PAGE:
The Alabama Law Enforcement Agency (ALEA) is taking measures to warn and educate the public of an increase in the trafficking of fentanyl mixed with xylazine.
Xylazine, also known at “Tranq,” is a powerful sedative that the U.S. Food and Drug Administration has approved for veterinary use. Xylazine can be found in liquid and powder forms and can be injected, snorted, smoked or swallowed. It can be mixed with other drugs including cocaine, heroin and fentanyl.
ALEA Secretary Hal Taylor said, “One of the most alarming issues with the increased use of xylazine and fentanyl is the fact that xylazine is not an opioid. This means naloxone (Narcan) will not reverse its effects, placing users at a higher risk of suffering a fatal drug poisoning.”
However, experts still recommend administering naloxone if someone might be suffering a drug poisoning. People who inject drug mixtures containing xylazine also can develop severe wounds, including necrosis, which is the rotting of human tissue and could potentially lead to amputation. According to the CDC and shared in a release by the U.S. Drug Enforcement Administration, 107,735 Americans died between August 2021 and August 2022 from drug poisonings, with 66 percent of those deaths involving synthetic opioids like fentanyl. The Sinaloa Cartel and Jalisco Cartel in Mexico, using chemicals largely sourced from China, are primarily responsible for the vast majority of the fentanyl that is being trafficked in communities across the United States.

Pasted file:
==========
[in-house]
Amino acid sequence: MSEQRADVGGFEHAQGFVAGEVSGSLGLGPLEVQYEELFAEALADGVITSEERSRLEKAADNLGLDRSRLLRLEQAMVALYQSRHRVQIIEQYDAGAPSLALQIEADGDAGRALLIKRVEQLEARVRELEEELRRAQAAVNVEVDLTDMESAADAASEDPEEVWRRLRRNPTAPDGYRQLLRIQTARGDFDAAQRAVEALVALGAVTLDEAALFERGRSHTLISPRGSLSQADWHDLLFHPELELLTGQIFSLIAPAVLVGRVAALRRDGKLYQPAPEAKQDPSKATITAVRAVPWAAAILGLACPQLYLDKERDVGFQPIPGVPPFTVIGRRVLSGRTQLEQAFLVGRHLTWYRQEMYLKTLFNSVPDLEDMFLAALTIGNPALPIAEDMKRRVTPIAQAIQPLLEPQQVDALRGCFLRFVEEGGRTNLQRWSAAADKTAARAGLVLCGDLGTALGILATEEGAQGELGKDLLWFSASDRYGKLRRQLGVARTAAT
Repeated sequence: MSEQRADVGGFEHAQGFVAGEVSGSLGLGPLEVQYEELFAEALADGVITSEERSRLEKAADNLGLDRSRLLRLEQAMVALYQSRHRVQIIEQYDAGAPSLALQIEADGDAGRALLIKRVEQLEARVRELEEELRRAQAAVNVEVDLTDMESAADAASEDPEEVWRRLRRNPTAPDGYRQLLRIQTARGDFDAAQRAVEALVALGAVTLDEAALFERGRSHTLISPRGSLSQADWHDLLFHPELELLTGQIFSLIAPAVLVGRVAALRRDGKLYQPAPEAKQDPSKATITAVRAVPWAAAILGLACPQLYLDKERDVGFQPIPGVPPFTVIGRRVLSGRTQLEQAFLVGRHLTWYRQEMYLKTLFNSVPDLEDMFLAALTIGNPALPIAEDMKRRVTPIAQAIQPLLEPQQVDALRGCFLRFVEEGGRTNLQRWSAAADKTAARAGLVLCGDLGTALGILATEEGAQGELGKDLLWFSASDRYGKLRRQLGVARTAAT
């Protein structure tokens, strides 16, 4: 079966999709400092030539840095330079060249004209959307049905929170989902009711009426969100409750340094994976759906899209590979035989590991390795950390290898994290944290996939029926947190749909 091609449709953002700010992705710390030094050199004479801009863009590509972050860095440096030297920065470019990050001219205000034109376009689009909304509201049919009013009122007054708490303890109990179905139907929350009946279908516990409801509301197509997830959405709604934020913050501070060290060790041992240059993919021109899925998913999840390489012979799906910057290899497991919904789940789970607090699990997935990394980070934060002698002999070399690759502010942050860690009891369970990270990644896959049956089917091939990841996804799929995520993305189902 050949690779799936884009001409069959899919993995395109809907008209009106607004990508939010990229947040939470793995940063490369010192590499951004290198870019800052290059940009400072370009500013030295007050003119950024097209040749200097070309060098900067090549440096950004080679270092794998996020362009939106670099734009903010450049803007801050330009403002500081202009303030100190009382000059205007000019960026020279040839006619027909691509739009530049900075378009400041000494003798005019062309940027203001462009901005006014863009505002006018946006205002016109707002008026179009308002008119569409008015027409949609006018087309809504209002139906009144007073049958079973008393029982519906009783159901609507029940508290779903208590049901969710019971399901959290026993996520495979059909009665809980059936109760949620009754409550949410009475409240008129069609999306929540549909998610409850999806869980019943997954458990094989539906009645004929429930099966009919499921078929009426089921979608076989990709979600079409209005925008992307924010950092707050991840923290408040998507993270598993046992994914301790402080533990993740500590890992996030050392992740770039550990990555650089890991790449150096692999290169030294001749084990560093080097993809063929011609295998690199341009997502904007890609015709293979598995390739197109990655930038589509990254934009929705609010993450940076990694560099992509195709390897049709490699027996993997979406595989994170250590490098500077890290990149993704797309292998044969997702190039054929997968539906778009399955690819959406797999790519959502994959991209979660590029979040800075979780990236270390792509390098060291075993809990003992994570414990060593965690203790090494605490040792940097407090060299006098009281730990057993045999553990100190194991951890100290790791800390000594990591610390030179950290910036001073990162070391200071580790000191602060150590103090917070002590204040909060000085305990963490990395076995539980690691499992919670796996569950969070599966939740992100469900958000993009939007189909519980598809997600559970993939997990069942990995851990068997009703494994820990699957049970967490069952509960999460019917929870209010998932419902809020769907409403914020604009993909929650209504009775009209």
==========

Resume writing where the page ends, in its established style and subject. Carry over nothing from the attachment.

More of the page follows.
“Not only is this affecting citizens across the nation, this rise is also a cause for concern regarding the well-being of our law enforcement and first responders. Just recently, one of our own, ALEA Senior Trooper Charles May, came in contact with an individual who was exposed to fentanyl mixed with xylazine and has suffered health-related issues since the incident occurred. This is why we feel it is imperative to share this information with all of our partners and the public," Secretary Taylor continued.
On Wednesday, May 3, at approximately 11:36 a.m., Sr. Trooper May, who is assigned to ALEA’s Highway Patrol Division, was in the process of transporting a subject to the Macon County Jail when the individual became ill and emergency services were called to the scene. The subject was administered Narcan and was later transported to East Alabama Medical Center in Opelika for treatment. Shortly after Narcan was administered to the subject, Sr. Trooper May also fell ill and was then transported to East Alabama Medical Center in Opelika for treatment. He has since suffered from health-related issues.
If you would like to contribute, a GoFundMe account has been set up by Sr. Trooper May’s loved ones to assist with medical-related expenses during this time.
Additional information regarding the widespread threat of fentanyl mixed with xylazine can be found here.